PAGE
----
Author: BBC Media Action's Sam Waterton, November 3 2016 - "I want to be a symbol for people with disabilities that no matter the challenge, nothing is impossible”."
Sitting in richly furnished office with the flag of Afganistan in its corner, Sabri Andar is a shining symbol of success. At 24 years of age, Sabri, who uses a wheelchair after suffering from polio as a child, is an adviser for Afghanistan’s Ministry of Education, and leads the country’s National Youth Parliament.
“When I was a child, war forced my family to flee. I was vaccinated against polio but it was already too late,” she said “Gradually, polio took hold and I became paralysed.”
Sabri believes that the instability of conflict in Afghanistan has contributed to her own situation – and many more like her.
Health and happiness
Sabri is being interviewed for Ghamai (which means Jewel in Pashto), a weekly radio programme designed to help improve children’s health in Afghanistan. The show, a mixture of interviews, drama and discussion, advertises itself on the BBC World Service as being ‘a treasure for good health and happiness’ for families everywhere in Afghanistan.
The producers hope Sabri’s personal story will inspire other people with disabilities; it also allows the show’s presenters to talk about how polio is transmitted – and how people can prevent it through vaccinations.
“Ghamai is helping bring life-saving information into people’s homes” says the show’s presenter, Shabana Mohammadzai. The programme covers anything on child health; from the prevention of polio, measles and TB to breastfeeding, nutrition and dental hygiene. “Ghamai has lots of health information, and our [health related] drama helps people laugh while they learn.”
Conflict, sparse health services and common myths – that vaccinations aren’t halal, or can cause infertility – have all contributed to Afghanistan remaining one of the few countries in the world where polio is still endemic.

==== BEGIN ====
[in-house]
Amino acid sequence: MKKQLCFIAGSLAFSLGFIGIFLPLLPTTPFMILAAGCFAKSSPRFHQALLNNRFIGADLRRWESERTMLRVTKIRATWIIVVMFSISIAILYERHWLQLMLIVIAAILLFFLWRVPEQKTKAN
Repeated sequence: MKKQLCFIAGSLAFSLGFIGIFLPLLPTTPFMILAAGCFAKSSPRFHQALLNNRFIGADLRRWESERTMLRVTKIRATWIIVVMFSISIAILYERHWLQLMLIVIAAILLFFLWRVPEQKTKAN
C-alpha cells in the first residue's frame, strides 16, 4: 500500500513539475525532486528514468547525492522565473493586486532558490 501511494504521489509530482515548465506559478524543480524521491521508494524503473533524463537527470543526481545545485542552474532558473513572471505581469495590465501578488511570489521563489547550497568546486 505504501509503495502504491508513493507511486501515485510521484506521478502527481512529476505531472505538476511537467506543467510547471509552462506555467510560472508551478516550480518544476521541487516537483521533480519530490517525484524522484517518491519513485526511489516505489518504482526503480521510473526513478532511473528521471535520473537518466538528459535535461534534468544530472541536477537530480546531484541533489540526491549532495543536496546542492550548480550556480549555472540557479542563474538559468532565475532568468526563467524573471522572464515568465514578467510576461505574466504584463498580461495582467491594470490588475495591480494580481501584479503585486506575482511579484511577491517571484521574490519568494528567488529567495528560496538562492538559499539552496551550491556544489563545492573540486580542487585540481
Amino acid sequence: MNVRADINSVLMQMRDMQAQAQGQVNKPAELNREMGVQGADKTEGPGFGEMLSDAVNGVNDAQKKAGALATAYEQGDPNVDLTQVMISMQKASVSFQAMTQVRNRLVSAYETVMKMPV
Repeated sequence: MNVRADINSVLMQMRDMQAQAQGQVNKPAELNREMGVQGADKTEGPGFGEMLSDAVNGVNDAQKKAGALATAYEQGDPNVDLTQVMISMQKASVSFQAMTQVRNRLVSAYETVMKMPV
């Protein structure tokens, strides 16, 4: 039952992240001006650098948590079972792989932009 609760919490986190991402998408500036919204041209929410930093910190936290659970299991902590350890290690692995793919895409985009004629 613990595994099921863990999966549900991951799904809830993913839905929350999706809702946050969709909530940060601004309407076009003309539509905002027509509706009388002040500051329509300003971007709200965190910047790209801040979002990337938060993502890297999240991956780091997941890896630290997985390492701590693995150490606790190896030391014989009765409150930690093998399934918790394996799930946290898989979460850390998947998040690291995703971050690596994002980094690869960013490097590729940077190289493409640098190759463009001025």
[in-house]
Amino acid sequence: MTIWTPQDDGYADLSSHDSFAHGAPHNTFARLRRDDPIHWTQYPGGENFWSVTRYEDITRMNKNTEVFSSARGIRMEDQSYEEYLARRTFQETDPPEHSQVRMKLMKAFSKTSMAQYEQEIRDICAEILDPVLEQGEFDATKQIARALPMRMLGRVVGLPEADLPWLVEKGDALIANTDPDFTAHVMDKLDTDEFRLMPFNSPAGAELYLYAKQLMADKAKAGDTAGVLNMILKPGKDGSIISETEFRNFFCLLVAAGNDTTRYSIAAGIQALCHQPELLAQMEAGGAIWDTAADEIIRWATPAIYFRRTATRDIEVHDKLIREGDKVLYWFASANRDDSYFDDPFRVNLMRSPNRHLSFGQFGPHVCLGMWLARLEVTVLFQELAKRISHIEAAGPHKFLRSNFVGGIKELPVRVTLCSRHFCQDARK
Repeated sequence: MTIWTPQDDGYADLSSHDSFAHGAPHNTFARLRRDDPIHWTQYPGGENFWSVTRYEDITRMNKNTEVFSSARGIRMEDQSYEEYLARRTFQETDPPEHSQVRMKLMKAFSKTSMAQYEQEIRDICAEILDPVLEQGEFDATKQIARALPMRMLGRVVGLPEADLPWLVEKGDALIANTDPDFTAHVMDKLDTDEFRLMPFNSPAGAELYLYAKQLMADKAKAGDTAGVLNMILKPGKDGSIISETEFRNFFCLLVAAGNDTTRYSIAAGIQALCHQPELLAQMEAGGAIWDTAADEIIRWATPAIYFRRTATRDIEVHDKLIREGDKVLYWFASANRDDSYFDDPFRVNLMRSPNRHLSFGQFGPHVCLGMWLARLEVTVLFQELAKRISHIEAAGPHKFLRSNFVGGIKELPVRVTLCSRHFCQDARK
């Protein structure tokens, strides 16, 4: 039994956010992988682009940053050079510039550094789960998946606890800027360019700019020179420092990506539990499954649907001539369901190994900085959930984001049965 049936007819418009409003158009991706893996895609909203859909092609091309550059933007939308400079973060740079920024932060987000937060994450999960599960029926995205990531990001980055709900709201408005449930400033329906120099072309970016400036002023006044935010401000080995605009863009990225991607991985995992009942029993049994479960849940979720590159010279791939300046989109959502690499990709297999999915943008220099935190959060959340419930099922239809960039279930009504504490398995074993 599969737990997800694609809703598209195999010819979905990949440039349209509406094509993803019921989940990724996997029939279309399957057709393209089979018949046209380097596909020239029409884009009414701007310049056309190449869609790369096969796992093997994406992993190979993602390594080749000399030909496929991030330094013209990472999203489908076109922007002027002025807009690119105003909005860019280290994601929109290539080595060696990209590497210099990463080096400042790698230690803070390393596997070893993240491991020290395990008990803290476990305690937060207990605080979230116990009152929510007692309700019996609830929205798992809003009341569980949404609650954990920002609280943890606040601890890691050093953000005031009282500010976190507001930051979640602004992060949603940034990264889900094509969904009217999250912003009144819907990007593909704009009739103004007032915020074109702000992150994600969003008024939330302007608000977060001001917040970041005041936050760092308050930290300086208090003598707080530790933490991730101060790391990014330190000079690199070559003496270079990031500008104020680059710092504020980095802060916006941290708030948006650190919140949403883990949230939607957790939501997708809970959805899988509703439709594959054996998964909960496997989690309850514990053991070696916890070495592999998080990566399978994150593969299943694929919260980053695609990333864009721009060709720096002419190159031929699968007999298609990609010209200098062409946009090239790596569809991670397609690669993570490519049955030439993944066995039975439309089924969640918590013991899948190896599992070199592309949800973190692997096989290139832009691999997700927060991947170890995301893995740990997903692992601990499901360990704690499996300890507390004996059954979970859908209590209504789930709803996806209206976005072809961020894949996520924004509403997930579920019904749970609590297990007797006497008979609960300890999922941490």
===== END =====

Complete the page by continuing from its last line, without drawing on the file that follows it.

A short visit to Kabul’s biggest children’s hospital, founded with the assistance of the Indian government in 1966, gives cause for hope. As mothers stream through the hospital gates with swaddled babies, a dedicated polio vaccination team calls them over to administer OPV (Oral Polio Vaccination). Unsuspecting, sleepy-eyed babies have their cheeks squeezed, gently parting their mouth to pop in the vaccine. For mouths used to milk, the taste must be horrible, but the benefits are huge.
Polio: "there is no cure"
“In Afghanistan, less than half of children aged 12 to 23 months are fully immunised, 13% of children aren’t immunised at all”, says Denise Shepherd-Johnson, who heads up communications for UNICEF Afghanistan. “One of the ways to make sure parents are aware that the vaccination is safe, effective and free…is via radio.” As Denise points out, the consequences of polio are irreparable. "Once a child has polio, there is no cure.”
One hundred and forty miles east of Unicef’s offices in Kabul, an all-women-run radio station in Afghanistan's Nangarhar province broadcasts from two tiny studios. Shalah Shaiq founded Radio Nargis in 2007, “to provide guidance to women on their day-to-day affairs”. In addition to broadcasting daily programmes on news, health and women’s rights, the station rebroadcasts Ghamai so it can reach local listeners.
It’s one of four FM local radio stations receiving editorial and technical training from BBC Media Action. Laila, a 20 year-old producer and presenter tells me that so far “training helped me produce four programmes to help [women] prevent child polio, malnutrition and diarrhoea.” She hopes to make many more.
As its name suggests, Ghamai (Jewel) is a precious information resource for people in Afghanistan. I’m hopeful that harnessing the power of local and national radio – along with government and NGO initiatives can improve child health, and help end polio for good.
Image credit: BBC Media Action
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